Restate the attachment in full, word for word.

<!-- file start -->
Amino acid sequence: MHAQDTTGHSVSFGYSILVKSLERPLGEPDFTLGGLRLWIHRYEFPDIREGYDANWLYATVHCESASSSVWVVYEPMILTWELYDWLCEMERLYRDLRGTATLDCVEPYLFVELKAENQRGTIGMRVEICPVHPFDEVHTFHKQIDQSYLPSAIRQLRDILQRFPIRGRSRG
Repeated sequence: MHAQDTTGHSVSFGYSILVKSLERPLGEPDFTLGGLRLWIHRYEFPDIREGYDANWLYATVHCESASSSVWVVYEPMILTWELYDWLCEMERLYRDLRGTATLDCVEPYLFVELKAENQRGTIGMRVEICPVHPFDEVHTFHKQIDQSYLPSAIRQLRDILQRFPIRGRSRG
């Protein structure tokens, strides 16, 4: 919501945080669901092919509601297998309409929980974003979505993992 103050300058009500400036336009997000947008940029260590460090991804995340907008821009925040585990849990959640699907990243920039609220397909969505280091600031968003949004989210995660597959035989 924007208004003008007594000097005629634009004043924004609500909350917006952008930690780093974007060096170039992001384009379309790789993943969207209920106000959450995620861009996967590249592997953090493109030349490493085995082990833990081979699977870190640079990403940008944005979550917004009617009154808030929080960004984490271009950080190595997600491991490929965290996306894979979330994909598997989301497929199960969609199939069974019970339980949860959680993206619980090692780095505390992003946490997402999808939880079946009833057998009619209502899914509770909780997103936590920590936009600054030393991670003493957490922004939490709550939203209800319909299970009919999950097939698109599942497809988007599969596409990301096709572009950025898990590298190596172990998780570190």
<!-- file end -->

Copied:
Amino acid sequence: MHAQDTTGHSVSFGYSILVKSLERPLGEPDFTLGGLRLWIHRYEFPDIREGYDANWLYATVHCESASSSVWVVYEPMILTWELYDWLCEMERLYRDLRGTATLDCVEPYLFVELKAENQRGTIGMRVEICPVHPFDEVHTFHKQIDQSYLPSAIRQLRDILQRFPIRGRSRG
Repeated sequence: MHAQDTTGHSVSFGYSILVKSLERPLGEPDFTLGGLRLWIHRYEFPDIREGYDANWLYATVHCESASSSVWVVYEPMILTWELYDWLCEMERLYRDLRGTATLDCVEPYLFVELKAENQRGTIGMRVEICPVHPFDEVHTFHKQIDQSYLPSAIRQLRDILQRFPIRGRSRG
């Protein structure tokens, strides 16, 4: 919501945080669901092919509601297998309409929980974003979505993992 103050300058009500400036336009997000947008940029260590460090991804995340907008821009925040585990849990959640699907990243920039609220397909969505280091600031968003949004989210995660597959035989 924007208004003008007594000097005629634009004043924004609500909350917006952008930690780093974007060096170039992001384009379309790789993943969207209920106000959450995620861009996967590249592997953090493109030349490493085995082990833990081979699977870190640079990403940008944005979550917004009617009154808030929080960004984490271009950080190595997600491991490929965290996306894979979330994909598997989301497929199960969609199939069974019970339980949860959680993206619980090692780095505390992003946490997402999808939880079946009833057998009619209502899914509770909780997103936590920590936009600054030393991670003493957490922004939490709550939203209800319909299970009919999950097939698109599942497809988007599969596409990301096709572009950025898990590298190596172990998780570190």